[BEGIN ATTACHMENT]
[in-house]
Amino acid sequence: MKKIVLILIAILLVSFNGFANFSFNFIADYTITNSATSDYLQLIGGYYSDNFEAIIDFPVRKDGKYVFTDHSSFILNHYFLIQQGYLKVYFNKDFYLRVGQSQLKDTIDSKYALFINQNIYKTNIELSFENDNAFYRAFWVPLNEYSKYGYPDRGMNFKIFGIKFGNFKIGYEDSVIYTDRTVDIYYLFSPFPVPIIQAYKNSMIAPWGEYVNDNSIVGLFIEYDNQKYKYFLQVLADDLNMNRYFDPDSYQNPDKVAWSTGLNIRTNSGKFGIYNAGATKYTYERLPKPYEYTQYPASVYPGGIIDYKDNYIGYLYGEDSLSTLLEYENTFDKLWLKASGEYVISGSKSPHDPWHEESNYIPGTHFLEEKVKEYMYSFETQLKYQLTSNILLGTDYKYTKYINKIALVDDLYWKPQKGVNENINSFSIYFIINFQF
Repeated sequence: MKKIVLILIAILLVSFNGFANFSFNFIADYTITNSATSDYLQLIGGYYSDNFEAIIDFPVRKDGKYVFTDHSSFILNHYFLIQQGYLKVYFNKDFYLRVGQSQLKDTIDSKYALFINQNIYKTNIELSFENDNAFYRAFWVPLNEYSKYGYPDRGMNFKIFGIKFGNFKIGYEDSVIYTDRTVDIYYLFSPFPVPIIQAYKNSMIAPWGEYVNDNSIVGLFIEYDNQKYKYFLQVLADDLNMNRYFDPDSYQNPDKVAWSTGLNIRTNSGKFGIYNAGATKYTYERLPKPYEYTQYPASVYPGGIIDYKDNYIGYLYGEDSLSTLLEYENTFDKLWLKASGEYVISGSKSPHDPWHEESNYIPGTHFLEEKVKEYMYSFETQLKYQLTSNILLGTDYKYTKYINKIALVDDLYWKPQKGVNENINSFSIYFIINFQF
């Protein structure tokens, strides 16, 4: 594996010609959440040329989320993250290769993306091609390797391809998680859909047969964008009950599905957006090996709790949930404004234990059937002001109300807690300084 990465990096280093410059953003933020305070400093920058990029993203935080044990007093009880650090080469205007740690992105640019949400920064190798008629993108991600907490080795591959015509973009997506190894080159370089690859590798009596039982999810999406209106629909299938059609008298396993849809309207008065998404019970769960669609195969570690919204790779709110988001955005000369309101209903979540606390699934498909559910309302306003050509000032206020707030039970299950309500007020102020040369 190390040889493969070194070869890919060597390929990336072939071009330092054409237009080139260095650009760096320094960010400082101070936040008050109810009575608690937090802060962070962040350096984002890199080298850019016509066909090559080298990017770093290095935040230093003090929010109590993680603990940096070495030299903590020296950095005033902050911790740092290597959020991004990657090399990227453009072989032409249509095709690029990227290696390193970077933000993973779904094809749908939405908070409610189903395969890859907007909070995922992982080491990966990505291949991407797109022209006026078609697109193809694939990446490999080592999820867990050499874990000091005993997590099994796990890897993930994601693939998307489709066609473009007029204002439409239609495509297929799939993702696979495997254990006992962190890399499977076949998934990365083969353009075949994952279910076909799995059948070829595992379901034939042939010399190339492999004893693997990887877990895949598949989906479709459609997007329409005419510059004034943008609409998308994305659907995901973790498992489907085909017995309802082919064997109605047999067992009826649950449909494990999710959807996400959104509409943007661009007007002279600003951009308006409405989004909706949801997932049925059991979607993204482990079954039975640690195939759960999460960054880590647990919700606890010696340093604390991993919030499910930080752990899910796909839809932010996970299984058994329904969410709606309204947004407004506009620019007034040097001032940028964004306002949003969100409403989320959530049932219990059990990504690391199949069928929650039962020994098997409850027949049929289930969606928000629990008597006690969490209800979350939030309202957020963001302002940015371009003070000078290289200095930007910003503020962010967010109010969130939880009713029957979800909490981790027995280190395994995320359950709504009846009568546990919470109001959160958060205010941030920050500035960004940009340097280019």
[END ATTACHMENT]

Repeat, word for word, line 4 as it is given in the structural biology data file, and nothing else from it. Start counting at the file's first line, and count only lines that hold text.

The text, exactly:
């Protein structure tokens, strides 16, 4: 594996010609959440040329989320993250290769993306091609390797391809998680859909047969964008009950599905957006090996709790949930404004234990059937002001109300807690300084 990465990096280093410059953003933020305070400093920058990029993203935080044990007093009880650090080469205007740690992105640019949400920064190798008629993108991600907490080795591959015509973009997506190894080159370089690859590798009596039982999810999406209106629909299938059609008298396993849809309207008065998404019970769960669609195969570690919204790779709110988001955005000369309101209903979540606390699934498909559910309302306003050509000032206020707030039970299950309500007020102020040369 190390040889493969070194070869890919060597390929990336072939071009330092054409237009080139260095650009760096320094960010400082101070936040008050109810009575608690937090802060962070962040350096984002890199080298850019016509066909090559080298990017770093290095935040230093003090929010109590993680603990940096070495030299903590020296950095005033902050911790740092290597959020991004990657090399990227453009072989032409249509095709690029990227290696390193970077933000993973779904094809749908939405908070409610189903395969890859907007909070995922992982080491990966990505291949991407797109022209006026078609697109193809694939990446490999080592999820867990050499874990000091005993997590099994796990890897993930994601693939998307489709066609473009007029204002439409239609495509297929799939993702696979495997254990006992962190890399499977076949998934990365083969353009075949994952279910076909799995059948070829595992379901034939042939010399190339492999004893693997990887877990895949598949989906479709459609997007329409005419510059004034943008609409998308994305659907995901973790498992489907085909017995309802082919064997109605047999067992009826649950449909494990999710959807996400959104509409943007661009007007002279600003951009308006409405989004909706949801997932049925059991979607993204482990079954039975640690195939759960999460960054880590647990919700606890010696340093604390991993919030499910930080752990899910796909839809932010996970299984058994329904969410709606309204947004407004506009620019007034040097001032940028964004306002949003969100409403989320959530049932219990059990990504690391199949069928929650039962020994098997409850027949049929289930969606928000629990008597006690969490209800979350939030309202957020963001302002940015371009003070000078290289200095930007910003503020962010967010109010969130939880009713029957979800909490981790027995280190395994995320359950709504009846009568546990919470109001959160958060205010941030920050500035960004940009340097280019």